What is PIID
Said “P -eleven-D” this is an annual report that employers of staff are required to submit to HMRC if any of their staff are provided with any benefits or expenses. It tells HMRC the value of these benefits, and so how much tax and NI is due.
P11D and P11D(b) Filing and Payment Deadlines
P11D forms due must be sent to HMRC by 6 July; failure to do so may result in a penalty.
So for this year, the deadline for telling HMRC about Class 1A National Insurance contributions (NICs) that you owe for the tax year ending 5 April 2019 is 6 July 2019 at the latest.
The payment of the Class 1A NIC must then reach HMRC by 22 July (19 July if you pay by cheque).
What do I need to file?
If you paid any benefits and/or non-exempt expenses, or payrolled benefits you should file a P11D(b). Include all benefits liable to Class 1A NICs, even if you taxed them through your employees’ pay.
You should send a P11D for each employee receiving benefits, unless you registered before 6 April 2018 to tax them through the payroll.
You only need to tell us that you don’t need to make a return if we sent you a paper P11D(b), an electronic notice to file a P11D(b) or a reminder to file a P11D(b) letter.
If you have our Payroll Service, then we take care of all this for you.
When taking on a new employee you will need to know their National Insurance (NI) number (amongst other things).
There are 4 possible ways to obtain this, if your employee doesn’t know it.
In order of speed:
Under the Pensions Act 2008, every employer in the UK must put certain staff into a pension scheme and contribute towards it. This is called ‘automatic enrolment’. If you employ at least one person you are an employer and you have certain legal duties.
Under law, the minimum automatic enrolment pension contributions are set to increase this coming April and again in April 2019. Employers will be required to take steps to prepare for the increase in minimum contributions towards their employee’s pension pots.
The total minimum contribution will increase from 2% to 5% where employers must contribute a minimum of 2% and employees must contribute the remaining 3%.
Contributions will increase again on the 6th April 2019, from 5% to 8% where employers must contribute 3% and employees making up the difference, contributing 5%.
Employers can choose to pay the full 5% in April 2018 and 8% in April 2019. In these cases, the employee will not need to pay any contributions unless the rules of the pension scheme say otherwise.
The Pension Regulator has a good guide here:
The government is increasing the National Minimum and National Living Wage rates on 1 April 2018; which includes the largest increases in a decade for the rates that apply to 18-20 and 21-24 year olds.
As the minimum wage increases, more Salon Owners than ever will be directly affected, including those who currently pay above the minimum. Remember that the minimum wage depends on both your employees age and whether they’re an apprentice.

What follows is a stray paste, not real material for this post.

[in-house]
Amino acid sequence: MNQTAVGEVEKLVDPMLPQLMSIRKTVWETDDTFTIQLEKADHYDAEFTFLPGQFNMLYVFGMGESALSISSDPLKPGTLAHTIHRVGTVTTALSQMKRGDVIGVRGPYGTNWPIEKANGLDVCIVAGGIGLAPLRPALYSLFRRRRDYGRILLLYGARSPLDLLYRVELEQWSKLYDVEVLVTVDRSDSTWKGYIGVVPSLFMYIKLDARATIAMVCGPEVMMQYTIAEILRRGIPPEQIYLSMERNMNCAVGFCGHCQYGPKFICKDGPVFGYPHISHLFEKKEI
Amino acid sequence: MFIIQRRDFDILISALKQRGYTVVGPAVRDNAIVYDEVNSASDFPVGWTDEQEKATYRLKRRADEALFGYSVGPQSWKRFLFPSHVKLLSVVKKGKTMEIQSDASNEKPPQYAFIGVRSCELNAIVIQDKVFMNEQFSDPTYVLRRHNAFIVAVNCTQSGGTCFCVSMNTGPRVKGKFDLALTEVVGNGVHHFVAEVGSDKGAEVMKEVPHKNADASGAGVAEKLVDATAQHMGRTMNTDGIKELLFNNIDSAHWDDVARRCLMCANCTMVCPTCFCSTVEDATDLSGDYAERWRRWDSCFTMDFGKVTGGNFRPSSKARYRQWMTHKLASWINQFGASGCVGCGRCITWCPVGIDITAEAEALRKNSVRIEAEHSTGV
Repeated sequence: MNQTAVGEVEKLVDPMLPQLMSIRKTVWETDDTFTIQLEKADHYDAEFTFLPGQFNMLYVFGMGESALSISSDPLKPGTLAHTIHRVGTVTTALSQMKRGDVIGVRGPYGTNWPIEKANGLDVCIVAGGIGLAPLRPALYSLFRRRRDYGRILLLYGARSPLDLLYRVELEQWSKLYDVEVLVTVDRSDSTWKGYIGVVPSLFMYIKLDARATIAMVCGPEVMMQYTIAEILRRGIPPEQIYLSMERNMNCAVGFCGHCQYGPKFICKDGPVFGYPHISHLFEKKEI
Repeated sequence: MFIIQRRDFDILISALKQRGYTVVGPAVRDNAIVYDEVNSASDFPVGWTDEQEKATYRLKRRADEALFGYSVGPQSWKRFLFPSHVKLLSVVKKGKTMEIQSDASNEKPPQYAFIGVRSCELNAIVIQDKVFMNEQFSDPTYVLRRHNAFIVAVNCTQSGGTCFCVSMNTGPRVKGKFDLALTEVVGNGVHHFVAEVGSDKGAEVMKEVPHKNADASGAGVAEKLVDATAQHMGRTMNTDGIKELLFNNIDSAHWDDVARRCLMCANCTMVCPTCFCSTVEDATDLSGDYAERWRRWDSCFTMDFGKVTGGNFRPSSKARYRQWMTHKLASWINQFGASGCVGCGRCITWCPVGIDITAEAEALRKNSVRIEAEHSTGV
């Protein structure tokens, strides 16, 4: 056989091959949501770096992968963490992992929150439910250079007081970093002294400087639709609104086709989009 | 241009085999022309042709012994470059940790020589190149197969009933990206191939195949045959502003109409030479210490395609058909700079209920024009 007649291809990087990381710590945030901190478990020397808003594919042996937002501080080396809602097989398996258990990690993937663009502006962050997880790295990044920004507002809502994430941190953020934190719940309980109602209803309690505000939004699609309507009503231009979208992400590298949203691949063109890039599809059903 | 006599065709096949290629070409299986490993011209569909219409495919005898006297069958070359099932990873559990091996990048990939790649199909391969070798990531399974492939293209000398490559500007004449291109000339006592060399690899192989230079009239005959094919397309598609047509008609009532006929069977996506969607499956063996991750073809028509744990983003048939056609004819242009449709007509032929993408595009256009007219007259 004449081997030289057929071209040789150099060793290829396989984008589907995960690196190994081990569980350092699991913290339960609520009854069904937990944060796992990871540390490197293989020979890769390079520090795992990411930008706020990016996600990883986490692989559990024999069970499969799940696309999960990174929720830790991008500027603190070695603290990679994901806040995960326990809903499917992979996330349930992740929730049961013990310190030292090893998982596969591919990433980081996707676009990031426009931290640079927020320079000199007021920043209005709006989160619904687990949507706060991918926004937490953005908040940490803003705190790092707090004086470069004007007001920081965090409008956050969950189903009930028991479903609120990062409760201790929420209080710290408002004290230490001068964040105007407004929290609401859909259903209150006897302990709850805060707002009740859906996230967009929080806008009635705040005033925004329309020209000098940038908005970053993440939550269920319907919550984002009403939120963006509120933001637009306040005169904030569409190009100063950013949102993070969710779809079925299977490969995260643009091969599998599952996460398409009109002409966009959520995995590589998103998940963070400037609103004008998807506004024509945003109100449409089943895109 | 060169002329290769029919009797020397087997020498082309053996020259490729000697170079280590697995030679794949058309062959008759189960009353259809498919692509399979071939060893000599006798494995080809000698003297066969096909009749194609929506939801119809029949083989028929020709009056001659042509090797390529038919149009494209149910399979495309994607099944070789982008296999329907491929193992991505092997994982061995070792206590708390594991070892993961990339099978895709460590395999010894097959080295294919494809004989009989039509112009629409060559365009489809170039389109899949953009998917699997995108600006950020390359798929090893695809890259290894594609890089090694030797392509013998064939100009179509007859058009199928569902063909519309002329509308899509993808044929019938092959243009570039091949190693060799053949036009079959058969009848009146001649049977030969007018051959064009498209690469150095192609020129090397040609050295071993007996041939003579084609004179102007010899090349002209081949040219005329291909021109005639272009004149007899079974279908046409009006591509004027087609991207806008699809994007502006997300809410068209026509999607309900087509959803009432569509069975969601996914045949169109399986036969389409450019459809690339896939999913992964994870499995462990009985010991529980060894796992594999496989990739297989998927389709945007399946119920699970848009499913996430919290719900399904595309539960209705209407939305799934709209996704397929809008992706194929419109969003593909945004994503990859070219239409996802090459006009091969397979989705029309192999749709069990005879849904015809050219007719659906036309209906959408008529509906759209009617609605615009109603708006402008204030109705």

It’s worth adding the birthdays of your employees to your calendars so you capture any moving between age bands. And also remember to update their increased pay when submitting your payroll to us each month.
The rates and other HMRC guidance (including examples) can be found here:
Affecting anyone operating as a self-employed stylist (including anyone renting a space or chair from a salon) the much publicised changes to class 2 have been delayed – a year later than first thought – now with effect from April 2019.
Class 2 NICs are flat-rate weekly contributions paid by the self-employed to gain access to contributory benefits. The self-employed also pay Class 4 NICs on profits above the Lower Profits Limit. Class 4 NICs do not currently give access to contributory benefits. The main change in April 2019 is that class 2 National Insurance will be abolished.
The government has decided to implement a one-year delay to allow time for consultation on the impact of the abolition of class 2 National Insurance on self-employed individuals with low profits. When these are abolished, those with profits below the small profits threshold (currently £6,025) will have to pay class 3 contributions (£14.25 a week), which are five times as much as class 2 (£2.85 a week) if they want to build up an entitlement to contributory benefits such as the state pension.
The Low Incomes Tax Reform Group is keen for a way to be found for low-income, self-employed people to be able to make affordable savings towards their pension at a rate similar to class 2, perhaps by introducing a lower rate of class 3.
LITRG chair Anne Fairpo said: ‘We welcome the announcement that the government intends to consult with organisations such as ours that have concerns relating to the impact of the abolition of class 2 on self-employed individuals with low profits. This will be a significant change to how people contribute to qualify for certain benefits and the state pension.’
She added that the ‘breathing space’ was welcome because of concerns that the abolition of class 2 was being rushed through without adequate consultation, together with a lack of publicity and guidance.